captured a subtle awareness that the great Japanese haiku poets, from Bashō to Santōka, knew all along. It was possible to say more with less."[2]

Perhaps the haiku that first hit me with the real power of Virgilio's profound simplicity was this:

into the blinding sun . . .
the funeral procession's
glaring headlights

I remember reading this and not knowing what exactly to "think" about it, but feeling some type of mesmerized fascination with "seeing" that procession and those headlights and that sun and realizing that as it is with death there was something "beyond" in what this haiku was suggesting.

I continue to be mesmerized by this and almost all of Virgilio's haiku. There are the many lasting tributes to his younger brother Lawrence:

telegram in hand,
the shadow of the marine
darkens our screen door

summer nightfall:
dazed, all I heard from the Major
". . . killed in Vietnam . . ."

sixteenth autumn since:
barely visible grease marks
where he parked his car

There are the poems that sear the mind, like this indelible one written in 1967:

the sack of kittens
sinking in the icy creek
increases the cold

In the WHYY-Philadelphia interview included in this book, Virgilio commented extensively on this haiku:

Emotion is expressed on the sensory level—this is the essence of haiku . . . one form of existence passes into another, warmth into cold, living into non-living, the organic returns to the inorganic. We too, are involved in this eternal transition; we too are in the sack sinking in the icy creek. The doctrine of Mahayana Buddhism holds that life and the individual are merely temporary manifestations of being . . .[3]

I can remember the instant shock I felt when I first read this haiku. I love cats and kittens and this elicits such a challenging visceral reaction that to this day the poem remains for me uncomfortably sad.

Death in life is a much-repeated theme in Virgilio's haiku. His life was weighted not only by personal losses, but by the losses he saw in his day-to-day walks around Camden and in the daily news.

On the cardboard box
holding the frozen wino:
Fragile: Do Not Crush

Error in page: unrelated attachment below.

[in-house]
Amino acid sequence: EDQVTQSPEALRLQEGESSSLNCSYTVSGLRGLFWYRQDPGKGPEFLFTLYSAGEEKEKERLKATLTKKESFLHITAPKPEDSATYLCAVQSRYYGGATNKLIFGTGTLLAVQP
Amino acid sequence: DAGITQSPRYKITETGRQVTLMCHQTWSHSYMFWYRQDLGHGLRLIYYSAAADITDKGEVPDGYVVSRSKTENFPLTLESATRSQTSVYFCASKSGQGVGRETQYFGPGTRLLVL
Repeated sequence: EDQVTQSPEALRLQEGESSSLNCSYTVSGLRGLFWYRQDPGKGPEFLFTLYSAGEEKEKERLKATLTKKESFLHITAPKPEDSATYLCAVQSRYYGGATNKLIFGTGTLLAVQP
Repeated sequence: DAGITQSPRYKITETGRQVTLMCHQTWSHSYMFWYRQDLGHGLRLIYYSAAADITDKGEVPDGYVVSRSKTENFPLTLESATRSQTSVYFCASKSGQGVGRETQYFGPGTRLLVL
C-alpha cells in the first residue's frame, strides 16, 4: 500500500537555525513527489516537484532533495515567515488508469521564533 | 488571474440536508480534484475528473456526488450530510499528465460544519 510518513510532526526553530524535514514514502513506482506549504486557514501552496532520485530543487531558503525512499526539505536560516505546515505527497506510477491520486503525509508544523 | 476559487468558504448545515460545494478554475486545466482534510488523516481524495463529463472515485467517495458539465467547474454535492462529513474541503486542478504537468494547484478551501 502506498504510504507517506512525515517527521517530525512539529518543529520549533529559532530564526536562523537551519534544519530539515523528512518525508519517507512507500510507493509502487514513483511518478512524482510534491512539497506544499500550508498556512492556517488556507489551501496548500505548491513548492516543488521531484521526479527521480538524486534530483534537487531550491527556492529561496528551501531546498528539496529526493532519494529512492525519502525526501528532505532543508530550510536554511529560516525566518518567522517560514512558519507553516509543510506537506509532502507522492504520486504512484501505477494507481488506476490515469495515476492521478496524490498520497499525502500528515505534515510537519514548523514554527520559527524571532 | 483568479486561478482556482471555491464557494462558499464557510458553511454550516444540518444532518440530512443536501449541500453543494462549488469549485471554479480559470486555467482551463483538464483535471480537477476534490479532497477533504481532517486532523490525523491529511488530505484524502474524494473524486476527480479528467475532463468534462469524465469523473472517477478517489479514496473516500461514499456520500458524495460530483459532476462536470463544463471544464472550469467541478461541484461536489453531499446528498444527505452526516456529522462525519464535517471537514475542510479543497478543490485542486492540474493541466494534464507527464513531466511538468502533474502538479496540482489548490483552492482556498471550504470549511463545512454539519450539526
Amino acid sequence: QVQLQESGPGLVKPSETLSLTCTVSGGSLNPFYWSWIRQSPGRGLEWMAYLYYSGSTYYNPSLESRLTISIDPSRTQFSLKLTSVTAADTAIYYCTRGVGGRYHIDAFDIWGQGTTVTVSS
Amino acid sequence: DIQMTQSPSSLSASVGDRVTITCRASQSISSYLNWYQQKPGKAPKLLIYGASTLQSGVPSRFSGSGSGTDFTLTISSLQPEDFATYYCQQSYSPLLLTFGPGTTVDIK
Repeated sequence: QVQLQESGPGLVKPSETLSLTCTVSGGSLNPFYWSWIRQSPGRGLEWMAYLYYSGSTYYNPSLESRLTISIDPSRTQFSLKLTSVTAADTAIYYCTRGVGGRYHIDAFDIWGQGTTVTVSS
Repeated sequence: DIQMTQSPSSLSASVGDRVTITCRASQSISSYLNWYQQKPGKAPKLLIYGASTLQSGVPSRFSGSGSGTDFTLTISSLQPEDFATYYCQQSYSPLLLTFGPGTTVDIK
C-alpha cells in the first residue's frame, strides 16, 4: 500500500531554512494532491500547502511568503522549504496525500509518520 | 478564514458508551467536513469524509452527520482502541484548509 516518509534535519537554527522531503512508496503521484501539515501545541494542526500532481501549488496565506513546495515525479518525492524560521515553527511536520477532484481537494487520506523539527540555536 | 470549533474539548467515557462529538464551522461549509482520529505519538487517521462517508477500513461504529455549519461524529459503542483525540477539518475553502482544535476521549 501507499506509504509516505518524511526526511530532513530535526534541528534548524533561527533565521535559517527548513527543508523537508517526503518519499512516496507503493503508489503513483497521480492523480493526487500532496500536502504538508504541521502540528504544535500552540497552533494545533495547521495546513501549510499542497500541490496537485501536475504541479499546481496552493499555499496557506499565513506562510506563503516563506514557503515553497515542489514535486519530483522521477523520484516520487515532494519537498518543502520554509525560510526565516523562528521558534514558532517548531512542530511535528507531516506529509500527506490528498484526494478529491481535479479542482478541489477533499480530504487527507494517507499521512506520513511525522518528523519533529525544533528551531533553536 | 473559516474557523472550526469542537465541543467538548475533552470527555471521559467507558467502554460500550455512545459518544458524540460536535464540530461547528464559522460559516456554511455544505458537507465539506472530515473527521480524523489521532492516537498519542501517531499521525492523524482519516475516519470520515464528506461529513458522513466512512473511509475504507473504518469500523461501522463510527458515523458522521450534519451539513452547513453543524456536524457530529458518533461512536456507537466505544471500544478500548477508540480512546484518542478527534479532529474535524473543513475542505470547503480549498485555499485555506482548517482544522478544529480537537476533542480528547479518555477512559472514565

at the mine entrance,
on time cards beneath the clock:
the names of the dead

on the petition
condemning Agent Orange:
the names of the dead

Given how memorable are Virgilio's haiku related to loss and death it is rewarding to see as well how he chose to express his love of life. Many life affirming and beautiful tributes to nature, celebrating its eternal cycles, may also be found in this collection:

above the cloud peak
below the summer moon—
a flight of snow geese

rising and falling . . .
a blanket of blackbirds feeds
on the snowy slope

a bittern booms—
the harsh cry of a marsh hawk,
the crescent moon

after the spring storm . . .
the farm girl washes her hair
in the rain barrel

Virgilio's vast collection of haiku holds room enough and more for readers of many kinds and persuasions—each picking and choosing not only among the very great poems, but among the lesser known as well. Of Virgilio's haiku that I have related to the most there are a few that I just love— among these,

autumn twilight:
the wreath on the door
lifts in the wind

for its beautiful and subtle sense that allows the reader to imagine being quietly at this door witnessing this moment alone and touching on a feeling for something that exists within us and beyond us at once. The poem captures the eternal in a brief yet clear moment.

I have also loved "over spatterdocks" for the one word that has resonated and appealed to me since the day I first read it:

over spatterdocks,
turning at corners of air:

I must admit I had never heard of spatterdocks before reading this haiku and yet intuitively the idea of "corners of air" "over spatterdocks" delighted me. At first I imagined that spatterdocks was an actual dock but then sheepishly discovered it was a plant! (Spatterdock is a perennial plant with leaves that arise from a large spongy rhizome.) Always a pleasure when we learn more about our world, especially in haiku!

I have loved, too, the inimitable witty wink of solemn satori:

Thanksgiving alone:
ordering eggs and toast
in an undertone

For me, Nick Virgilio has been and remains a splendid mentor, an American sage, a true master and pioneer of the haiku form. Those well acquainted with his earlier Selected Haiku and with his work in periodicals and anthologies will certainly want to purchase a copy of this book. Anyone unfamiliar with Virgilio will want to do so, too. The marvelous selection of previously unpublished haiku, the essays and the wonderful radio interview beautifully bring to life his zeal, his character and his vision. To visit with his haiku and his illuminated life is truly to recognize his heroic qualities. Virgilio, like many of us, arrived at haiku as a life calling almost accidentally, but his immersion in the form and devotion to its creation leaves no doubt that there was nothing accidental about the passion and precision he poured into his love for it:

my spring love affair:
the old upright Remington
wears a new ribbon

on the manuscript
the shadow of a butterfly
finishes the poem



1. de Gruttola, Raffael, ed. Nick Virgilio: A Life in Haiku. Arlington, VA: Turtle Light Press, 2012, 137 pp., perfect softbound, 5.5 x 8.5. ISBN 978-0-9748147-3-5, US $14.95 <http://www.turtlelightpress.com>.

2. Ibid., p. xi.

3. Ibid., p. xii.


Tom Clausen lives in Ithaca, New York, and has worked at Cornell University in the A.R. Mann Library for over 35 years, where he currently coordinates a daily haiku feature on the library's home page. Tom has been reading and attempting to write haiku and re- lated short poetic forms since the late 1980s. He has been a member of the Rt. 9 Upstate Dim Sum haiku group since 2003 with John Stevenson, Hilary Tann, and Yu Chang.